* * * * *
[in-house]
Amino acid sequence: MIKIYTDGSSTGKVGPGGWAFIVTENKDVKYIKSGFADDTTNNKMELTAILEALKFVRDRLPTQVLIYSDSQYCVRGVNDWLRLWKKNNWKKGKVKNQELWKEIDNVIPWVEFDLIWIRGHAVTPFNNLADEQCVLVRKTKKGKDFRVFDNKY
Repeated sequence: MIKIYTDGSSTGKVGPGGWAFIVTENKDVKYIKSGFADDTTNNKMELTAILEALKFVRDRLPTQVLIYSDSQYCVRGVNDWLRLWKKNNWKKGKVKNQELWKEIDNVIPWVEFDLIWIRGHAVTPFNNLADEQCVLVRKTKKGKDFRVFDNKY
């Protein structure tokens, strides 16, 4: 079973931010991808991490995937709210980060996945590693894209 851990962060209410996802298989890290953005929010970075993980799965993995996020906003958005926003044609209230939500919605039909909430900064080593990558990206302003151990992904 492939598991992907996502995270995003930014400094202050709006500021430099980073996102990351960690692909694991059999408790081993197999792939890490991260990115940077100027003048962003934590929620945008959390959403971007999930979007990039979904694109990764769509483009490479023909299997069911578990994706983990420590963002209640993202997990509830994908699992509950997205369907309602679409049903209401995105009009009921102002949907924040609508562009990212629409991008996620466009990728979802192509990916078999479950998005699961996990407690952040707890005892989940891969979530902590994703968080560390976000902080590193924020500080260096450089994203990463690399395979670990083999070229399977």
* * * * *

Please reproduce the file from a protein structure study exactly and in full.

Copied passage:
[in-house]
Amino acid sequence: MIKIYTDGSSTGKVGPGGWAFIVTENKDVKYIKSGFADDTTNNKMELTAILEALKFVRDRLPTQVLIYSDSQYCVRGVNDWLRLWKKNNWKKGKVKNQELWKEIDNVIPWVEFDLIWIRGHAVTPFNNLADEQCVLVRKTKKGKDFRVFDNKY
Repeated sequence: MIKIYTDGSSTGKVGPGGWAFIVTENKDVKYIKSGFADDTTNNKMELTAILEALKFVRDRLPTQVLIYSDSQYCVRGVNDWLRLWKKNNWKKGKVKNQELWKEIDNVIPWVEFDLIWIRGHAVTPFNNLADEQCVLVRKTKKGKDFRVFDNKY
């Protein structure tokens, strides 16, 4: 079973931010991808991490995937709210980060996945590693894209 851990962060209410996802298989890290953005929010970075993980799965993995996020906003958005926003044609209230939500919605039909909430900064080593990558990206302003151990992904 492939598991992907996502995270995003930014400094202050709006500021430099980073996102990351960690692909694991059999408790081993197999792939890490991260990115940077100027003048962003934590929620945008959390959403971007999930979007990039979904694109990764769509483009490479023909299997069911578990994706983990420590963002209640993202997990509830994908699992509950997205369907309602679409049903209401995105009009009921102002949907924040609508562009990212629409991008996620466009990728979802192509990916078999479950998005699961996990407690952040707890005892989940891969979530902590994703968080560390976000902080590193924020500080260096450089994203990463690399395979670990083999070229399977």